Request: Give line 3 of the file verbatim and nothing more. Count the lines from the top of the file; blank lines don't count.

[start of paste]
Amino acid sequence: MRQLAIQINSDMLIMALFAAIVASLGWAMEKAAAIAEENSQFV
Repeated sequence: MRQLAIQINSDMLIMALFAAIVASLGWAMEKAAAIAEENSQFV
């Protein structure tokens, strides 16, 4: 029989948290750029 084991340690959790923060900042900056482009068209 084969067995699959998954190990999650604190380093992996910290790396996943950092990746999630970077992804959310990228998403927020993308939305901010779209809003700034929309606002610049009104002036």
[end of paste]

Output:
């Protein structure tokens, strides 16, 4: 029989948290750029 084991340690959790923060900042900056482009068209 084969067995699959998954190990999650604190380093992996910290790396996943950092990746999630970077992804959310990228998403927020993308939305901010779209809003700034929309606002610049009104002036």